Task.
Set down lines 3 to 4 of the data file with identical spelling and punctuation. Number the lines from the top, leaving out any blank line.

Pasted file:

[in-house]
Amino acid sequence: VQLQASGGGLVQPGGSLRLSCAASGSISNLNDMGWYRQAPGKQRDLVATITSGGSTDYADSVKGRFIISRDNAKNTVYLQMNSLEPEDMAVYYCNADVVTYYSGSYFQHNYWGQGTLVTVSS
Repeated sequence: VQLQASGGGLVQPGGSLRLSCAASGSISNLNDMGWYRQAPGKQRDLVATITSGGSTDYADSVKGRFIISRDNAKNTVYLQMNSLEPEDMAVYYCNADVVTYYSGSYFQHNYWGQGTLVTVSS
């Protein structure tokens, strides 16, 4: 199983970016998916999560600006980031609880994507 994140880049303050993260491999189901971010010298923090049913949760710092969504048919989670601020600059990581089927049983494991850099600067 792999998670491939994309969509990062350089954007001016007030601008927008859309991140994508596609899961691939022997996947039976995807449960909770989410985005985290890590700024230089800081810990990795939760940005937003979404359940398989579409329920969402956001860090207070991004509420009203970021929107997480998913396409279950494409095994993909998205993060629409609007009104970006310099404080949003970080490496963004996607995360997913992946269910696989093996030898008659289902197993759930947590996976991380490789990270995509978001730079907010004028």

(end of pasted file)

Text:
Repeated sequence: VQLQASGGGLVQPGGSLRLSCAASGSISNLNDMGWYRQAPGKQRDLVATITSGGSTDYADSVKGRFIISRDNAKNTVYLQMNSLEPEDMAVYYCNADVVTYYSGSYFQHNYWGQGTLVTVSS
């Protein structure tokens, strides 16, 4: 199983970016998916999560600006980031609880994507 994140880049303050993260491999189901971010010298923090049913949760710092969504048919989670601020600059990581089927049983494991850099600067 792999998670491939994309969509990062350089954007001016007030601008927008859309991140994508596609899961691939022997996947039976995807449960909770989410985005985290890590700024230089800081810990990795939760940005937003979404359940398989579409329920969402956001860090207070991004509420009203970021929107997480998913396409279950494409095994993909998205993060629409609007009104970006310099404080949003970080490496963004996607995360997913992946269910696989093996030898008659289902197993759930947590996976991380490789990270995509978001730079907010004028």